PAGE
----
And now, with President Trump and many supporters banned from Facebook and Twitter, and Google, Apple and Amazon blocking free-speech advocates over alleged instances of “incitement to violence” and “hate speech,” it would seem that Silicon Valley is utilizing political motives to couch their selective enforcement, while turning the other way as dictators and violent radicals of varying stripes tweet and post on social media, largely unencumbered.
And as reported this week on Breitbart, Florida Gov. Ron DeSantis, a Republican ally of President Trump had a speaking engagement at the Texas Public Policy Foundation’s Policy Orientation event in Austin and said that the censorship of conservatives was “probably the most important legislative issue that we’re going to have to get right this year and next year.”
“Americans,” added DeSantis, “must really think deeply about if we are a disfavored class based on our principles, based on having conservative views, based on being a Christian, based on whatever you can say that is not favored in Silicon Valley.”
In fact, outgoing Secretary of State Mike Pompeo said this week that Twitter’s Trump ban is “un-American” and mirrors similar censorship efforts put for by the
Chinese Communist Party. It does seem that the CCP is often lurking in the background when these developments arise. Could Uighur-styled re-education camps be in our future, ladies and gentlemen? Will religious beliefs that don’t fall in line with the Great Reset be obliterated, just as the CCP is doing to adherents of the spiritual group Falun Gong? It’s chilling to think about.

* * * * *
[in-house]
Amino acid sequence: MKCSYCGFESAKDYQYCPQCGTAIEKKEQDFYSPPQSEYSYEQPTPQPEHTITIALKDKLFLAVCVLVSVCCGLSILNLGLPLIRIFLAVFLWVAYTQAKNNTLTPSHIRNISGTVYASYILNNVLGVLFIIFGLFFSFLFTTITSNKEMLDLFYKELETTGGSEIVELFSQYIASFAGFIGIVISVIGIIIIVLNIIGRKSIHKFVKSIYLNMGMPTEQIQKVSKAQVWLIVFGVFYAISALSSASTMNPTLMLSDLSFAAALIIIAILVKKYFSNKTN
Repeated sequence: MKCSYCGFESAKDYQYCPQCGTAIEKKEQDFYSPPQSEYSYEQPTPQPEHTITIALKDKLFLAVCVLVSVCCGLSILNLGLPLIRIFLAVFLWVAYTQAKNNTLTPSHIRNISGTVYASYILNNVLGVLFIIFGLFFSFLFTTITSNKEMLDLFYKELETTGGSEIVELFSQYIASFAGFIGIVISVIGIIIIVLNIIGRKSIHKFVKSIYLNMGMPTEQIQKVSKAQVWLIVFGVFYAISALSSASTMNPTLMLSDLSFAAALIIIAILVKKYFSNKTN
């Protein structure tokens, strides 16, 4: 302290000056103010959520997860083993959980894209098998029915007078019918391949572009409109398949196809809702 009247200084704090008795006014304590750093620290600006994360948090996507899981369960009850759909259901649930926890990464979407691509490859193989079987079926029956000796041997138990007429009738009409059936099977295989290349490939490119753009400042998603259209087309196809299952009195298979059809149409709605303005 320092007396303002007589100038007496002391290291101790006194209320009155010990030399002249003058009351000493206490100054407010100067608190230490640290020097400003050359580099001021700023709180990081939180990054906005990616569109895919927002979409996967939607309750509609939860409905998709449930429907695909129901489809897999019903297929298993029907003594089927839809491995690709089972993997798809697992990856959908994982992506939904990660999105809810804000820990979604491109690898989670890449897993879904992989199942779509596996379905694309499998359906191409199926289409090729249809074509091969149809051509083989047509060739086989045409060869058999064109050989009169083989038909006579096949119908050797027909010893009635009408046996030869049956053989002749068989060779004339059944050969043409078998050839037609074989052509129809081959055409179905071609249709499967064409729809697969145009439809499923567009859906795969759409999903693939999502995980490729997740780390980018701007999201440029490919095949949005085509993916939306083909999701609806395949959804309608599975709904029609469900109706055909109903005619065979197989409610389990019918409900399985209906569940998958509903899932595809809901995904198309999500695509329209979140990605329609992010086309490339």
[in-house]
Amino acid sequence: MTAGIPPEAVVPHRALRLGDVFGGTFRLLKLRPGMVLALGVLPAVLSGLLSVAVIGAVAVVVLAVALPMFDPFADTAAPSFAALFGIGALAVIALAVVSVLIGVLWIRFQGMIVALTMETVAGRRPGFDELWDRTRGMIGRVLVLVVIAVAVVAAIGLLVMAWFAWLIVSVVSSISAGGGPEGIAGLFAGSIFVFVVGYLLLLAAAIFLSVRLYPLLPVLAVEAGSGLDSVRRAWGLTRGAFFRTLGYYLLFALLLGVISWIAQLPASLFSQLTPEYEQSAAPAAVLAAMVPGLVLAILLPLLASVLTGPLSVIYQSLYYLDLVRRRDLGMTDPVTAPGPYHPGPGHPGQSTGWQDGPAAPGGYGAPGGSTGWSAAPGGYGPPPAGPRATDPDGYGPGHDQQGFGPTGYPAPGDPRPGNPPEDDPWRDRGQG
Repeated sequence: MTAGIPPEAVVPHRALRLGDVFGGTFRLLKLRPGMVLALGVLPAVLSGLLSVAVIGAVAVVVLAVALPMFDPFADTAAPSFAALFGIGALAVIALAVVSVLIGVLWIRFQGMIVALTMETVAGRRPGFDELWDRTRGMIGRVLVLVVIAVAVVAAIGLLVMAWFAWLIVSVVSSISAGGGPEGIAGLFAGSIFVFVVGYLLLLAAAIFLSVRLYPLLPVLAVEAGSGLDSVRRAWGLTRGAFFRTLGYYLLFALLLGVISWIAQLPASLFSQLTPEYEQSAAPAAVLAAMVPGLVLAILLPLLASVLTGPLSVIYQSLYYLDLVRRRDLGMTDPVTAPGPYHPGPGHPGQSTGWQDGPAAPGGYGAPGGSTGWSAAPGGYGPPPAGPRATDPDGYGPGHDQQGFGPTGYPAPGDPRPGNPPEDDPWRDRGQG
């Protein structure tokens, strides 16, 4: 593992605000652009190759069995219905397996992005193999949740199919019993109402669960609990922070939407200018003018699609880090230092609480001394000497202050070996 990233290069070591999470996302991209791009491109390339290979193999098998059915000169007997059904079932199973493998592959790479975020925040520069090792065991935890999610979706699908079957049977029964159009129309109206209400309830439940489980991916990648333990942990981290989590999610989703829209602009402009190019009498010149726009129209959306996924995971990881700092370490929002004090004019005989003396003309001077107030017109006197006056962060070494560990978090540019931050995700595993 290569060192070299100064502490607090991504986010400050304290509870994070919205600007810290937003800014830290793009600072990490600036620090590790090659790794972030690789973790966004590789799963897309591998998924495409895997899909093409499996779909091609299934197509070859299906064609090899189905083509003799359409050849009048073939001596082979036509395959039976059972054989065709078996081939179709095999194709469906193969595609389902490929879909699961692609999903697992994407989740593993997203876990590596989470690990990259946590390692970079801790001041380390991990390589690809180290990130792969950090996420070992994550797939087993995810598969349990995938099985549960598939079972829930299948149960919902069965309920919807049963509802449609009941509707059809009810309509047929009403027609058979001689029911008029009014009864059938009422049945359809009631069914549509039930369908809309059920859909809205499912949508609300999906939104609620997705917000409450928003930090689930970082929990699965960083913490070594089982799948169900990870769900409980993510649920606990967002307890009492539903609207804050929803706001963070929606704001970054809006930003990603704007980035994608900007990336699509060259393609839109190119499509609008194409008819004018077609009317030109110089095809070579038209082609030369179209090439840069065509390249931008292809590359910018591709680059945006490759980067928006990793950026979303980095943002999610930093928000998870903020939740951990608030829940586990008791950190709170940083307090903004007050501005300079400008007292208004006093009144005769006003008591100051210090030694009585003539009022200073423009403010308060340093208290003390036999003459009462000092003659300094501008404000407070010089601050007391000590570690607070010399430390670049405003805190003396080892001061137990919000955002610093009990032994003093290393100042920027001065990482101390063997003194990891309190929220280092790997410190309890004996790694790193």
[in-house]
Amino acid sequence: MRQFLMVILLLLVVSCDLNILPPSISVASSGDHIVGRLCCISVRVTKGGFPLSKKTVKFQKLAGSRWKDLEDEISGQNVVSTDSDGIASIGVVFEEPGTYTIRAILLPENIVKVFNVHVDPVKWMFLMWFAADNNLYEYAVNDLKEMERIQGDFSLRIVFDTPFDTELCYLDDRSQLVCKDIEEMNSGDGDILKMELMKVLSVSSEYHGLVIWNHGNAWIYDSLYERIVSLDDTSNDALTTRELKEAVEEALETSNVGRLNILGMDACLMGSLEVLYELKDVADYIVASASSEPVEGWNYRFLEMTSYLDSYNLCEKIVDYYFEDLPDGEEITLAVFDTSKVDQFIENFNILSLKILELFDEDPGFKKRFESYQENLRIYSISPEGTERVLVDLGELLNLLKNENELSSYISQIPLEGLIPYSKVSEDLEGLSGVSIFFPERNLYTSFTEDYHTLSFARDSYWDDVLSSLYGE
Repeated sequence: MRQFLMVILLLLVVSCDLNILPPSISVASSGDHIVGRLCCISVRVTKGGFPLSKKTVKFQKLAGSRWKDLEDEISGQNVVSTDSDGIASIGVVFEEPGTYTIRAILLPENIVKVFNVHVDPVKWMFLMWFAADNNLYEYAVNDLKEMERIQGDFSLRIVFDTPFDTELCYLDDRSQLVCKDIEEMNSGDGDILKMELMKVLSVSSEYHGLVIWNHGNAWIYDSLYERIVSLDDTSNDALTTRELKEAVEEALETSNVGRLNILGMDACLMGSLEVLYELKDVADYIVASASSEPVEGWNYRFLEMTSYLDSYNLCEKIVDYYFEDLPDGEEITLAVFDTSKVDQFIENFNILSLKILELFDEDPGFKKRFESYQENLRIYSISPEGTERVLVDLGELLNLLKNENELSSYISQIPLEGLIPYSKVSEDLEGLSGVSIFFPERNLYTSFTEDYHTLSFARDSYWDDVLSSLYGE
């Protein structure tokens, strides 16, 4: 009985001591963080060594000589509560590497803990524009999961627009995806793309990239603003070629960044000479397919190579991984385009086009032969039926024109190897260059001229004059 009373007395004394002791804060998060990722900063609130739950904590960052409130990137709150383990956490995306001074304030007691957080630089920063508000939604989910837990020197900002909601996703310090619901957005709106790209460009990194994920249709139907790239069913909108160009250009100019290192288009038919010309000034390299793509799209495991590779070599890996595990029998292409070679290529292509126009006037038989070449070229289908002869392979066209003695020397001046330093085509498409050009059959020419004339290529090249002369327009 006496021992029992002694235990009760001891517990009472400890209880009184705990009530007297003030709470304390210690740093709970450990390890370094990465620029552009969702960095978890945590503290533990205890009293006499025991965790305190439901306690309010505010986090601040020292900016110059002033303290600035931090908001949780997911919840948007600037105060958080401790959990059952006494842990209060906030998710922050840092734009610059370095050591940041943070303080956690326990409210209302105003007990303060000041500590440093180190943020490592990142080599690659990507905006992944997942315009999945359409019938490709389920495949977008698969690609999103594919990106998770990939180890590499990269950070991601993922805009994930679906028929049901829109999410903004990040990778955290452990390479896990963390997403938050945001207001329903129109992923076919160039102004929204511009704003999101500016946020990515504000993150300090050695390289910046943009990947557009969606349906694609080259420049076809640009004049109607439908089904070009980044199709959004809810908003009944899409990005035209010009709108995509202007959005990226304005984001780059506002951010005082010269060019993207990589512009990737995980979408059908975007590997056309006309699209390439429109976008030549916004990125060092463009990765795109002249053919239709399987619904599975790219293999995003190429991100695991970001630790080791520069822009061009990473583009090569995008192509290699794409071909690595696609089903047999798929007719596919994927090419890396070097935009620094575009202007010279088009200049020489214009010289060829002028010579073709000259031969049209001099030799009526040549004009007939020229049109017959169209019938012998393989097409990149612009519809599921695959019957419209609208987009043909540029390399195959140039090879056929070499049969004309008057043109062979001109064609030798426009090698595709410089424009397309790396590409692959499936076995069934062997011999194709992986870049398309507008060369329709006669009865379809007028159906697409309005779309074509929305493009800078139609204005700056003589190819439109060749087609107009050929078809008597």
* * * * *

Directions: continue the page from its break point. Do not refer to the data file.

And just to add, this writer reached out several times to the ACLU of Oklahoma but did not receive a reply from that civil rights organization as of press time.
What are Constitutionalists and fervent supporters of the First Amendment to do as we seemingly slide back into the era of Wilhelm Reich where someone standing up and sharing untraditional views has no voice? An era of fear, hate, disunity and suspicion.
Well, we must take note of Republican State Sen. Rob Standridge. A stand-up guy and Constitutionalist, this Norman-based legislator became increasingly alarmed by the number of constituents coming forward who said they had been silenced, censored and banned from certain social media platforms and websites, many of them noted earlier in this story.
So, Standridge filed a bill – Senate Bill 383 - which will punish websites that “deletes or censors a social media website user’s political speech or religious speech” is subject to a fine of a “minimum of $75,000 per intentional deletion or censoring of the social media web- site user’s speech” as well as “actual damages,” “punitive damages if aggravating factors are present” and “other applicable forms of equitable relief.”
Standridge said “selective censorship” has been growing and that he hopes his bill – hopefully becoming a law in the near future – will put Big Tech on notice that leftist groupthink and Orwellian Newspeak is not welcome in America or online, where freedom of the press and freedom of speech is protected in our beloved Constitution. One can only hope that Standridge’s bill receives bipartisan support, as this is a rapidly growing issue that affects Americans of all political persuasions.